Cagli is a walled city with an apparent austerity with monumental buildings that stand compact and severe as if responding to the rigorous lesson of San Pier Damiani: the prior of the nearby Abbey of Fonte Avellana who in the 11th century boiled the showy architecture like a pride oculorum.

From the monumental factories and from the squares that rhythm the urban spaces, the gaze is attracted by the verdant Apennines: an admirable backdrop for every glimpse that in autumn, with the colors from the yellow red, it becomes the protagonist of the foliage.

Cagli, which in the 6th century was one of the cornerstones of the Byzantine Pentapoli, it is repeatedly mentioned in Roman itineraries.

In the fourth century, Servius Honored, commenting on Virgil’s Aeneid, also clarified a possible misunderstanding by affirming “Cales civitatis [today’s Calvi] est Campaniae, nam in Flaminia est, quae Cale [Cagli precisely] dicitur”.

Established since the twelfth century, the free municipality di Cagli soon subjugated over 52 castles, rousing the rural nobility and facing the feudal policy of the abbots. Its expansion followed the boundaries of the jurisdiction of the diocese of Cagli which in Greciano (4th century) includes its first bishop.

Partially destroyed by fire, set by the Ghibellines in 1287, the city is moved, from the offshoots of Mount Petrano, and rebuilt from scratch on the plateau incorporating the pre-existing village.

For the refoundation, under the protective wing of Nicholas IV, Arnolfo di Cambio’s urban plan with orthogonal axes was used in 1289. The advanced urban fabric would have provided ideas to Leon Battista Alberti to trace the design of the ideal city.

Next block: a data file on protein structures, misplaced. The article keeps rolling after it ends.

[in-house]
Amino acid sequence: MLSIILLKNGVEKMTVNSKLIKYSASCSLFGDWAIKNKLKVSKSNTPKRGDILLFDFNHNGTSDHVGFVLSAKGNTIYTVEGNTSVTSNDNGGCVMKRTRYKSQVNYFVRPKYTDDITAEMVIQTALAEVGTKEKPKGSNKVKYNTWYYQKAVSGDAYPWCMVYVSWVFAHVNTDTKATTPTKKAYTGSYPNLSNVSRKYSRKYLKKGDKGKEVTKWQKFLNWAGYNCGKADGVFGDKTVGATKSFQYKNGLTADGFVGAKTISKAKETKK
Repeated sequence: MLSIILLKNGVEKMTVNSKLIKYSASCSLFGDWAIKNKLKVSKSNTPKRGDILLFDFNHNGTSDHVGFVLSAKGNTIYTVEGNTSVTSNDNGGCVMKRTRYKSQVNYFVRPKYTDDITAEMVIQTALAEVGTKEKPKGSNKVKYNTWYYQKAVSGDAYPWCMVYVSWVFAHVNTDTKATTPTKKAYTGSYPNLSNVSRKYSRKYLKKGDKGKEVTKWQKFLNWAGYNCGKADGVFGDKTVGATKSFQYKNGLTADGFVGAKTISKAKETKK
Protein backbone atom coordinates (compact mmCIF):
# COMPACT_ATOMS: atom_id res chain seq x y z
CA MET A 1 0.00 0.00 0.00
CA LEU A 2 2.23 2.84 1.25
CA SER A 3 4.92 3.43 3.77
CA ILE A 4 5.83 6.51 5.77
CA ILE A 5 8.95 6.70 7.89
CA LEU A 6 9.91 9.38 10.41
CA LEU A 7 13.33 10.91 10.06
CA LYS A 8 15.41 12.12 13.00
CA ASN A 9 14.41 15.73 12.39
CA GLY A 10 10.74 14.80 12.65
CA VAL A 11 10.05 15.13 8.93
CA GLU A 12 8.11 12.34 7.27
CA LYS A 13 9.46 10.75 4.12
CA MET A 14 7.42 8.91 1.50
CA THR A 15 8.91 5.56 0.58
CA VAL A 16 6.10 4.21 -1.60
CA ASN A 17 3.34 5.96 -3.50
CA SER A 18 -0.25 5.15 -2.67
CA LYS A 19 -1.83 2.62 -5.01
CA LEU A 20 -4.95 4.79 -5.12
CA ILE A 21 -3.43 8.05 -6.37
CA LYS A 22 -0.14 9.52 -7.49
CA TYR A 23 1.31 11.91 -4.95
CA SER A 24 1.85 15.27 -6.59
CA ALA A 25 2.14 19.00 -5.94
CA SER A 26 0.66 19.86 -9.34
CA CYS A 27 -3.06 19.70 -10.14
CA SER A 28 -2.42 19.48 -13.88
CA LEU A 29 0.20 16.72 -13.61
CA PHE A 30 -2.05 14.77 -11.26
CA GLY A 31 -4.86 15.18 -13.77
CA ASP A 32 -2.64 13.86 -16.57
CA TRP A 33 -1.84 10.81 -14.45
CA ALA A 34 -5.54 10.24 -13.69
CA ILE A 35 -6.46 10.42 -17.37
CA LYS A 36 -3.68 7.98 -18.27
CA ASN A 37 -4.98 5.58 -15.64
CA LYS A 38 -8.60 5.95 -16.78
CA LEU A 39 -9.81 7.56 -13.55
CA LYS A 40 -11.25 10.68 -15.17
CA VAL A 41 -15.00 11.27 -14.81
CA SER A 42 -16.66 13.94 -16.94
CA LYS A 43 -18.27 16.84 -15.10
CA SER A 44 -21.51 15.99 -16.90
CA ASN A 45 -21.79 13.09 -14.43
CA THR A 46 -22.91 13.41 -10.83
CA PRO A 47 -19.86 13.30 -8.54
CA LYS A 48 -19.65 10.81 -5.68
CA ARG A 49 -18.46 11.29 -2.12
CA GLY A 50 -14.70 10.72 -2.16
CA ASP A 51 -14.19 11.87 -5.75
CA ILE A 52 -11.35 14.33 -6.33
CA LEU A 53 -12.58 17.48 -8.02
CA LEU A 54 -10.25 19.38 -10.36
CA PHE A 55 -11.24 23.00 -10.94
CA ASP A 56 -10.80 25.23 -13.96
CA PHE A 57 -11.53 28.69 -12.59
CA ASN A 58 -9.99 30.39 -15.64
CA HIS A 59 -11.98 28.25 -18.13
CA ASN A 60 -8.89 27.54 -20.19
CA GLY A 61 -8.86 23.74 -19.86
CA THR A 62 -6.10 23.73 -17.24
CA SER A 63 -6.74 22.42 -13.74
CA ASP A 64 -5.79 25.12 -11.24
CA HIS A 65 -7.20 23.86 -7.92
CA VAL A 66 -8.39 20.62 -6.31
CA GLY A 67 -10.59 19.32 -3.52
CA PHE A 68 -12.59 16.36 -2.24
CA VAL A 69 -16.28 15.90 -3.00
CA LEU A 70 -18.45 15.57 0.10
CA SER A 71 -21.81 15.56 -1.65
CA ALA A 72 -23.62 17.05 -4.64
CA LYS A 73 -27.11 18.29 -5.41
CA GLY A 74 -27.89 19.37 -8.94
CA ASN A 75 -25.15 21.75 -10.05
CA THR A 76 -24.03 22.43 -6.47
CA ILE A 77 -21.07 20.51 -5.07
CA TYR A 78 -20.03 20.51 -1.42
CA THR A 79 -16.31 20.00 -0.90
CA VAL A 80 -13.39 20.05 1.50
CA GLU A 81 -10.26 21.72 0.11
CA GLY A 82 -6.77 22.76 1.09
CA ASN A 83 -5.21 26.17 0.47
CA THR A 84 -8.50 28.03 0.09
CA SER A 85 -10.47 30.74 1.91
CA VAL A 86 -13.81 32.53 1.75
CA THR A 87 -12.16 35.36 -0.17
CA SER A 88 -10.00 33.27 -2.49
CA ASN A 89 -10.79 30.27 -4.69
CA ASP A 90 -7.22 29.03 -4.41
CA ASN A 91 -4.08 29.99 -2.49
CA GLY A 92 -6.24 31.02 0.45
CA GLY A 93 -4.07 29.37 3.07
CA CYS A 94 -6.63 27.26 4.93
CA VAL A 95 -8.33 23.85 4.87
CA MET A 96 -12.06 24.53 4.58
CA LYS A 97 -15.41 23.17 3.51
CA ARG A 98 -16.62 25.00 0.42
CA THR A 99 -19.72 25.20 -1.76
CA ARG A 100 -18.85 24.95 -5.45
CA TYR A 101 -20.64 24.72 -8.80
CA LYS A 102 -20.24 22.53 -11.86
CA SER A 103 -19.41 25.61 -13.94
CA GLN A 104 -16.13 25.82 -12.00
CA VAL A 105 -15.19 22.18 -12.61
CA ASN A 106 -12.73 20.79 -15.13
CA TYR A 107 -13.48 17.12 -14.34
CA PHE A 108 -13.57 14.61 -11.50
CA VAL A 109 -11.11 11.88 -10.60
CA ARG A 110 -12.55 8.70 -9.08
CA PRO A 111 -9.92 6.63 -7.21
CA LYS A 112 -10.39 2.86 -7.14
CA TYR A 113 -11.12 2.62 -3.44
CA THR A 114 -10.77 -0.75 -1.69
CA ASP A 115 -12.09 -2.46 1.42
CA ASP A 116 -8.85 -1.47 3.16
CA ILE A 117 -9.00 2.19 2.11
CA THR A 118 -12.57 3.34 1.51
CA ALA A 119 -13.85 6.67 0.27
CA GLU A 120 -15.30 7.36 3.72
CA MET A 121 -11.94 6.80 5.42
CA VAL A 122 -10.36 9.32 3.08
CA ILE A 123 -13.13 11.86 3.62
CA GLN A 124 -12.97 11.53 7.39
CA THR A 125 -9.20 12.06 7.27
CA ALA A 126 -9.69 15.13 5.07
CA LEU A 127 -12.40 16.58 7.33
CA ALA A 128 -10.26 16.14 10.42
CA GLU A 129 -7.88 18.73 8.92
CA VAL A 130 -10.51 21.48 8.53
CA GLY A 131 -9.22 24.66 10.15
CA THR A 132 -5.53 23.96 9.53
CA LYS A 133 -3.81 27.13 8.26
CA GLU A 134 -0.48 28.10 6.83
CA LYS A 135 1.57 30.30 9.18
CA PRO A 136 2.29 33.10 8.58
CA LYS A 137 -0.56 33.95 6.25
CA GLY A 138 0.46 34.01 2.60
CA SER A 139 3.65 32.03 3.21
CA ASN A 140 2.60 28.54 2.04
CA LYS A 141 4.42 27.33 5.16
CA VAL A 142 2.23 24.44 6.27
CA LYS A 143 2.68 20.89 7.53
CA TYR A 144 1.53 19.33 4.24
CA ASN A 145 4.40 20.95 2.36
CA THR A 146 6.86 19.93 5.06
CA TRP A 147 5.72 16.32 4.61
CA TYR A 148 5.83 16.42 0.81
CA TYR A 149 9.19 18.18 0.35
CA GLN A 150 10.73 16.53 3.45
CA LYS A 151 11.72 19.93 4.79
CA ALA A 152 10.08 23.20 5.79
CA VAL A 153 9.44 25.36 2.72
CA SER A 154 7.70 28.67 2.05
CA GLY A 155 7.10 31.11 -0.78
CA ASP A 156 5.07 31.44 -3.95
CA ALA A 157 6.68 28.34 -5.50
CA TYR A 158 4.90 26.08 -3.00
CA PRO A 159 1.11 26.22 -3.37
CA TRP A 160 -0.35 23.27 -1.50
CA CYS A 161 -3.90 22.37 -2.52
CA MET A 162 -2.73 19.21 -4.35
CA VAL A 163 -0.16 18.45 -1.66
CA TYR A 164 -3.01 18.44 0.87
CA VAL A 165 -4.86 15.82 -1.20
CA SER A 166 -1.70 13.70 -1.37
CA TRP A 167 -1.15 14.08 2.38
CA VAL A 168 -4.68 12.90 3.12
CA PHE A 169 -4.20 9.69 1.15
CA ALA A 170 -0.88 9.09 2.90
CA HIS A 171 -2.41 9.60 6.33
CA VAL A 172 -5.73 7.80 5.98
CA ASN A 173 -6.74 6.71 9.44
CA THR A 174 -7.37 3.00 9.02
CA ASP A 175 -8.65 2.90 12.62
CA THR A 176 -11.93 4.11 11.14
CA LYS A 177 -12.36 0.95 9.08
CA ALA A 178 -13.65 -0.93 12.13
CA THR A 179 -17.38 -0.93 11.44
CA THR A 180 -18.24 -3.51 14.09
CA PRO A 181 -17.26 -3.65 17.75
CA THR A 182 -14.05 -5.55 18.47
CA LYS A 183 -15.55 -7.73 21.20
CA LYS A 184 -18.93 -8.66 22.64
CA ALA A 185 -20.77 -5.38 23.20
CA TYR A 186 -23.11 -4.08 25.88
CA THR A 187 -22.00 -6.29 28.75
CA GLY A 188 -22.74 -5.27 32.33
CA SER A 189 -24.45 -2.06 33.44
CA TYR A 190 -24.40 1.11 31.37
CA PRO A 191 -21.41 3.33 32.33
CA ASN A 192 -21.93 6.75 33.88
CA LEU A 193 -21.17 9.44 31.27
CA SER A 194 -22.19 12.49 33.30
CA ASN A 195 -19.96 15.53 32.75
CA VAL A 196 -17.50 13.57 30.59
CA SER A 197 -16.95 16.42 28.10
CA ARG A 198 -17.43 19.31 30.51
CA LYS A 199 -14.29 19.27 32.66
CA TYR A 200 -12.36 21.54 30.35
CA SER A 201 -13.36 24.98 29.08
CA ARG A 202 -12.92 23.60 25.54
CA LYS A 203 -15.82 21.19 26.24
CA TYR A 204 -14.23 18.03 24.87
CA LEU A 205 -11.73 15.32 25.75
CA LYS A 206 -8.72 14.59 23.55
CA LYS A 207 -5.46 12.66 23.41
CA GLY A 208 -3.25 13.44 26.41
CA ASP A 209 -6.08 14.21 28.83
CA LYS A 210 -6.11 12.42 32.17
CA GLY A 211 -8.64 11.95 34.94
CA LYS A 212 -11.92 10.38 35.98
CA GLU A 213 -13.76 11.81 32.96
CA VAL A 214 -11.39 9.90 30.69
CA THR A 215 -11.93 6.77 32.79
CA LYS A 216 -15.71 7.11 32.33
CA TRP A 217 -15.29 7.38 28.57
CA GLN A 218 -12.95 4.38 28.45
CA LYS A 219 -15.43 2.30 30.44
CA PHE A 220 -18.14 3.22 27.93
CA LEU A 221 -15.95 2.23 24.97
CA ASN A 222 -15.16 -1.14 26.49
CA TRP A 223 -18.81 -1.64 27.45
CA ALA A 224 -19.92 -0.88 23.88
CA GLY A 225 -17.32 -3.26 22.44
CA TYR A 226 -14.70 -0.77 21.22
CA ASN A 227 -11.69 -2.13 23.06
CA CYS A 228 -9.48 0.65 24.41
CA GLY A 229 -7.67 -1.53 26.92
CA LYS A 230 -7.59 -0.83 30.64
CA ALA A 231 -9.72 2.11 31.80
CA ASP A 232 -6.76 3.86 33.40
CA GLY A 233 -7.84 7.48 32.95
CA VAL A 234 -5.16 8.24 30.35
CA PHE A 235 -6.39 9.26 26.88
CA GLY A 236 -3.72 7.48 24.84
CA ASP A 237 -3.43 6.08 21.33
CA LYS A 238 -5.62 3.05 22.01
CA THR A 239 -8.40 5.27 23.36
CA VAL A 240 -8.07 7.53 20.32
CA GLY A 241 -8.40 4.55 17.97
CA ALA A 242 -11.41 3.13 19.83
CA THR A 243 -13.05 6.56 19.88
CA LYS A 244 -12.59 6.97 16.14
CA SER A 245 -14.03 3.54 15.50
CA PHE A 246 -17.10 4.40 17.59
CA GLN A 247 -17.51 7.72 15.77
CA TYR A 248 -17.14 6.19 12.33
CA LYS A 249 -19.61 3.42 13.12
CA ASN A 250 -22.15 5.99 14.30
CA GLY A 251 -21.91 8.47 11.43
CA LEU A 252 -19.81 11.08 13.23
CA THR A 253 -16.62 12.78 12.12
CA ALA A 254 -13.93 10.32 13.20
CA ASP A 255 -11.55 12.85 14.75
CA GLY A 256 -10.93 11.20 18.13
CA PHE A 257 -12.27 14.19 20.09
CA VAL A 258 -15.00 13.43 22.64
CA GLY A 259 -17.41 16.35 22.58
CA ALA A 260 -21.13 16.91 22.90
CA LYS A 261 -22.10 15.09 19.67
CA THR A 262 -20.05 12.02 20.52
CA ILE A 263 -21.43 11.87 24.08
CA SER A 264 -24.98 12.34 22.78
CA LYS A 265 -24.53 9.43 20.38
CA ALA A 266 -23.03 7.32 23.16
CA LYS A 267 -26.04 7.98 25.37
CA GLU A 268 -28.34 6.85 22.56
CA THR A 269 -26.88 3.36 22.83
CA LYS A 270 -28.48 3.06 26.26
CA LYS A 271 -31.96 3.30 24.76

Of this would be some elements in the famous table attributed to Laurana (close collaborator of Alberti) among which one, in the background, would match the plateau made up of Mount Petrano.

The existing ones are not simple coincidences between the ideal city and Cagli: a city for which the Montefeltro family showed particular attention for a long time.

On the other hand, Franceschini writes, that of the Montefeltro family at its birth in the territories of the Church is “a regional state, an expression of the princely family and of the cities of Urbino and Cagli and their suburbs“.

In fact “in the alliance of February 1376 the cities of Urbino and Cagli they participated in the covenant with the Lord on a foot of equality ”.

Despite the setback set by the fire of 1287, Cagli soon returned to being a thriving center. In fact, in a register of payment of taxes to the Church of 1312, revised following the sharp demographic decline due to famines, Cagli was made up of about 7,200 inhabitants. Moreover, shortly after, in the Constitutiones Aegidianae of 1357, Cagli appears between the nine cities of the Marca (together for today’s Province in Pesaro, Fano
and Fossombrone).

It was above all the manufactures, consisting in particular in the processing of woolen cloths (later also in silk) and in the tanning of the hides, which developed considerably under the Dukes of Urbino supported the economic development of the city.

The devolution of the Duchy of Urbino to the Papal States, in 1631, subjects Cagli to the same economic policy dictated for the Marches: primarily cereal agriculture.

The low yields in the Apennine areas would have led to an unstoppable economic retreat.

It happens that the city slowly comes out from the new paths of art history.

The substantial historical and artistic heritage, which had been defaced by the violent earthquake of 1781, underwent various Napoleonic ‘looting’. The Unification of Italy ignites anti-clerical hearts. The construction of the Fano-Fabriano-Rome railway, the erection of the new Municipal Theater and new public spaces give consistency to progressive vision.

Next to this there is the chapter on the dispossession of the brotherhoods and confiscated monasteries.

The events of the city of Cagli are now diluted within the vast framework of national history.

The destruction of the railway by the Nazi army in 1944 and the loss of the role of great connecting artery of the Flaminia mark a long period of decline for Cagli and the valleys which stops and changes direction, finally, towards the last part of the second Millennium.